The New York Yankees need to fill a Robinson Cano-sized hole in their lineup, but the club is far from the only team that has lost a big-name MLB free agent this offseason.
In determining just how detrimental the departure of a given free agent will be, there's far more than on-field production to consider. There are plenty of players who provide value that transcends any statistical breakdown. Tim Hudson is widely renowned for his work on the mound, but he's equally, if not more respected, for his intangibles off it.
With these considerations in mind, here's a rundown of the departed MLB free agents that teams will miss the most in 2014.
Note: All stats via Baseball-Reference.com.
With pitchers like Mike Minor, Brandon Beachy, Julio Teheran, Alex Wood and Kris Medlen all on the roster, the Atlanta Braves possess enough depth to absorb the loss of Tim Hudson.
However, that's not to say that the Braves won't miss the veteran right-hander in 2014. As Jeff Schultz of the Atlanta Journal-Constitution explains, the end of Hudson's time in Atlanta will create a void in the clubhouse:
Here's where Hudson's departure hurts the Braves: Leadership. The Braves have a young rotation that again proved fallible in the postseason. Hudson was a steadying influence...the locker room is woefully short of leaders.
As Schultz makes clear, the biggest downside to losing Hudson will be the effect it has off the field. Just as the club's young stars will need to continue to develop on the diamond, they will also need to develop into leaders.
The Cleveland Indians have lost a considerable amount of pitching depth this offseason.
Scott Kazmir already has signed a two-year, $22 million deal with the Oakland A's. As Paul Hoynes of the Cleveland Plain Dealer reports, the club is not counting on the return of Ubaldo Jimenez either.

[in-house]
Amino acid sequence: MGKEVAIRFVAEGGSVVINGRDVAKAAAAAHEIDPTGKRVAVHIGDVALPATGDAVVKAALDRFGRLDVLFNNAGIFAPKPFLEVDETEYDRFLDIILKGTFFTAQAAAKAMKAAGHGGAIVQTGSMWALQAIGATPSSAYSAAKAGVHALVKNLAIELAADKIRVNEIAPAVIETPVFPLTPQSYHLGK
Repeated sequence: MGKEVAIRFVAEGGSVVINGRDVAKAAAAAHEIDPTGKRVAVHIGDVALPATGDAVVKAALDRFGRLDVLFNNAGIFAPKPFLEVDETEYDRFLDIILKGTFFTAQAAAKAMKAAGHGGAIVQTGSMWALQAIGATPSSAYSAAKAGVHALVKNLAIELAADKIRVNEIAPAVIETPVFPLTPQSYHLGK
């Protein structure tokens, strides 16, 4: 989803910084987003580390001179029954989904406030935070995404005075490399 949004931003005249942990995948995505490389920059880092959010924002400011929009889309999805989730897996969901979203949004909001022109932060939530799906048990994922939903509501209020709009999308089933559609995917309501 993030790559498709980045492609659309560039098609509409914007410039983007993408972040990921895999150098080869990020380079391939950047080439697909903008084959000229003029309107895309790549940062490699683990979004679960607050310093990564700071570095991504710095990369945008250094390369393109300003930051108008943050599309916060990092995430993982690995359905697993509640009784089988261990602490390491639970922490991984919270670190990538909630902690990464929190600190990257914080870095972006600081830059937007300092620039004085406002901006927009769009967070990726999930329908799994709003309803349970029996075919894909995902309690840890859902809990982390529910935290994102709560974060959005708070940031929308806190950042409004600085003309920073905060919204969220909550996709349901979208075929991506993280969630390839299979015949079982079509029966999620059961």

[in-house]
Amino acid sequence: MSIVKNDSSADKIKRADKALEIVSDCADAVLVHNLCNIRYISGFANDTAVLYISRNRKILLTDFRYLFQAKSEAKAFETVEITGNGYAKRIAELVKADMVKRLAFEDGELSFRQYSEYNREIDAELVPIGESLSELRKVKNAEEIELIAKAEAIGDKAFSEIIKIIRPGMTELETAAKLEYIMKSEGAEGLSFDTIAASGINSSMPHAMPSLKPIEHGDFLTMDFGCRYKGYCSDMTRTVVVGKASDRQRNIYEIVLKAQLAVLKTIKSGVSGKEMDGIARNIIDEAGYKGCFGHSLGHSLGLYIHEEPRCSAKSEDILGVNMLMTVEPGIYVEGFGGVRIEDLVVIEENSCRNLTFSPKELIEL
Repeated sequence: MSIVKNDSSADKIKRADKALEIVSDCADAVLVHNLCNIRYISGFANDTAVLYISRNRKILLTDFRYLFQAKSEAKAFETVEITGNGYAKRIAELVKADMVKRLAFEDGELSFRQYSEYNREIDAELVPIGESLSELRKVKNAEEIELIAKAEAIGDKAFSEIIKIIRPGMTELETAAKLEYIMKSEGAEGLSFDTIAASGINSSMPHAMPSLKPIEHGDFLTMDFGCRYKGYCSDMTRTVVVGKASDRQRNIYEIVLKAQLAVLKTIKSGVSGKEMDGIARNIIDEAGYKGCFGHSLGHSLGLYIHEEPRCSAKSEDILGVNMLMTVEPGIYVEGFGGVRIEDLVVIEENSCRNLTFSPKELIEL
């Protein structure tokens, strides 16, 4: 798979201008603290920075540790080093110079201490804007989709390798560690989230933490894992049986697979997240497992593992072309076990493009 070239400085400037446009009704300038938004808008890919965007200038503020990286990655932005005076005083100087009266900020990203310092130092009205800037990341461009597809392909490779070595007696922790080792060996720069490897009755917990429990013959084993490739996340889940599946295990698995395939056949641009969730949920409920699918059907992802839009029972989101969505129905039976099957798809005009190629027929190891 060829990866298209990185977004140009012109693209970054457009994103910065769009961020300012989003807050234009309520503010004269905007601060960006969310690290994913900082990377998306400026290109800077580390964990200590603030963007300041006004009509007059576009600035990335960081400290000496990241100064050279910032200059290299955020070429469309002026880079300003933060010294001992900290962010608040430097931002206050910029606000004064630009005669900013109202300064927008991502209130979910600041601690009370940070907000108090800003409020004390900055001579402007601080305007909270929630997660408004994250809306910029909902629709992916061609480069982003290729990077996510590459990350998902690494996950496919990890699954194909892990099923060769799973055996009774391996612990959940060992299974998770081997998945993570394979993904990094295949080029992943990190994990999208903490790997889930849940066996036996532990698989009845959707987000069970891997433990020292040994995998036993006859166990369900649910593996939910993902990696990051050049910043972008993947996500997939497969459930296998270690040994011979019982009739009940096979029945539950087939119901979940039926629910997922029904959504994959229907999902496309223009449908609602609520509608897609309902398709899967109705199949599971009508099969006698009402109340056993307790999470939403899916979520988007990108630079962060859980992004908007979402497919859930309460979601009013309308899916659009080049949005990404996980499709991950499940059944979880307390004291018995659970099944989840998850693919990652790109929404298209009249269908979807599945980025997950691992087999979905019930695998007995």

They've kept their porch light on for Ubaldo Jimenez, their other free agent starter, but if he finds his way back to Cleveland it will most likely be in an opposing uniform.
That's a lot of talent to lose in one offseason. The departure of Kazmir will be particularly problematic. After posting a 4.60 ERA in the first half of the season, Kazmir turned in a 3.38 ERA after the break. The left-hander also recorded an impressive 9.2 K/9 ratio, which was his highest mark since the 2008 season.
In nine seasons with the Braves, McCann earned seven All-Star nods and he clubbed at least 20 home runs in each of the last six campaigns.
So, suffice it to say that the club will miss the catcher in 2014. Next season, the Braves will go with a rotation behind the plate of Evan Gattis, Gerald Laird and Ryan Doumit. It's worth noting that Gattis actually hit 21 home runs in 2013, which was one more than McCann.
Still, the team will miss the intangibles that McCann provides. As Terence Moore of MLB.com puts it, the catcher "assumed the role last season as ultimate protector of the Braves' integrity." It's hard to fault Atlanta for failing to match the five-year, $85 million deal that the New York Yankees doled out to McCann. As is the case with Hudson, though, the Braves will certainly miss McCann's presence and leadership skills in 2014.